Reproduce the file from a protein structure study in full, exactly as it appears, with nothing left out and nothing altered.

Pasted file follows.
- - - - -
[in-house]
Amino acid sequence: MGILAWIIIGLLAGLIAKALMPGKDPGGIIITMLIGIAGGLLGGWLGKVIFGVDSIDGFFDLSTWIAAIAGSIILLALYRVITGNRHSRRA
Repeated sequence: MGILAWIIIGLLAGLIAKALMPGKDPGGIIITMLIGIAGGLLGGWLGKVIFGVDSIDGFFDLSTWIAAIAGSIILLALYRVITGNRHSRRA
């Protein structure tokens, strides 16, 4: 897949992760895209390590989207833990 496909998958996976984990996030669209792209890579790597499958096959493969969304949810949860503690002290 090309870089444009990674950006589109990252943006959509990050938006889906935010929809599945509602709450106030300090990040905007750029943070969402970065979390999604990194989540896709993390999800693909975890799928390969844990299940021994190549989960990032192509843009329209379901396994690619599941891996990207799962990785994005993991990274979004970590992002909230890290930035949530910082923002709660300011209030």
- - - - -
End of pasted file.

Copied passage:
[in-house]
Amino acid sequence: MGILAWIIIGLLAGLIAKALMPGKDPGGIIITMLIGIAGGLLGGWLGKVIFGVDSIDGFFDLSTWIAAIAGSIILLALYRVITGNRHSRRA
Repeated sequence: MGILAWIIIGLLAGLIAKALMPGKDPGGIIITMLIGIAGGLLGGWLGKVIFGVDSIDGFFDLSTWIAAIAGSIILLALYRVITGNRHSRRA
């Protein structure tokens, strides 16, 4: 897949992760895209390590989207833990 496909998958996976984990996030669209792209890579790597499958096959493969969304949810949860503690002290 090309870089444009990674950006589109990252943006959509990050938006889906935010929809599945509602709450106030300090990040905007750029943070969402970065979390999604990194989540896709993390999800693909975890799928390969844990299940021994190549989960990032192509843009329209379901396994690619599941891996990207799962990785994005993991990274979004970590992002909230890290930035949530910082923002709660300011209030």